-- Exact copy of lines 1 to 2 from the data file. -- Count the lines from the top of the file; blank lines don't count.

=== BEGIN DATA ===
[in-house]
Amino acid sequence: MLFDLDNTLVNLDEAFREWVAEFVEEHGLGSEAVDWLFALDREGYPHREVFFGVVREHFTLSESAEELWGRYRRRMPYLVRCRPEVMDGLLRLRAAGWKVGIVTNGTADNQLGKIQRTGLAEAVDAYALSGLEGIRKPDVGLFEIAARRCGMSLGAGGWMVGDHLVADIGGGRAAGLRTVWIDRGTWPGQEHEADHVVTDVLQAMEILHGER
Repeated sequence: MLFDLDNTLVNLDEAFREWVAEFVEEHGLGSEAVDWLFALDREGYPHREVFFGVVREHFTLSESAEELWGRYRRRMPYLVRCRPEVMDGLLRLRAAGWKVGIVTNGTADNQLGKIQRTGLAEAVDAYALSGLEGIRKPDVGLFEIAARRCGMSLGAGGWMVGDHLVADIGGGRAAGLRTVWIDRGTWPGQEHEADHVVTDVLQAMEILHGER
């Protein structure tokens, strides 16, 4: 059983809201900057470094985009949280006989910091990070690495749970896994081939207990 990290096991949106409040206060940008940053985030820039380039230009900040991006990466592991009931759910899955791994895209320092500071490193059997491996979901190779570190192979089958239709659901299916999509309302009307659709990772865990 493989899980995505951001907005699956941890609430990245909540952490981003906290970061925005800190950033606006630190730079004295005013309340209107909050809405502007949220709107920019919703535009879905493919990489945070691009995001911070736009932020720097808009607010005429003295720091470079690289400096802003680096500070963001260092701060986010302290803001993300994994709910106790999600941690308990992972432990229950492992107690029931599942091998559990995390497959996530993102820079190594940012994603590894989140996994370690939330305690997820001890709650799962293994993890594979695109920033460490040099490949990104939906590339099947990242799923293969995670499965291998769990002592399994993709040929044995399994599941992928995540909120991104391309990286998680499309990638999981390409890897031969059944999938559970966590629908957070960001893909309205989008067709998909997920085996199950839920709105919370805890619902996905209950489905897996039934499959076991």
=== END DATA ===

[in-house]
Amino acid sequence: MLFDLDNTLVNLDEAFREWVAEFVEEHGLGSEAVDWLFALDREGYPHREVFFGVVREHFTLSESAEELWGRYRRRMPYLVRCRPEVMDGLLRLRAAGWKVGIVTNGTADNQLGKIQRTGLAEAVDAYALSGLEGIRKPDVGLFEIAARRCGMSLGAGGWMVGDHLVADIGGGRAAGLRTVWIDRGTWPGQEHEADHVVTDVLQAMEILHGER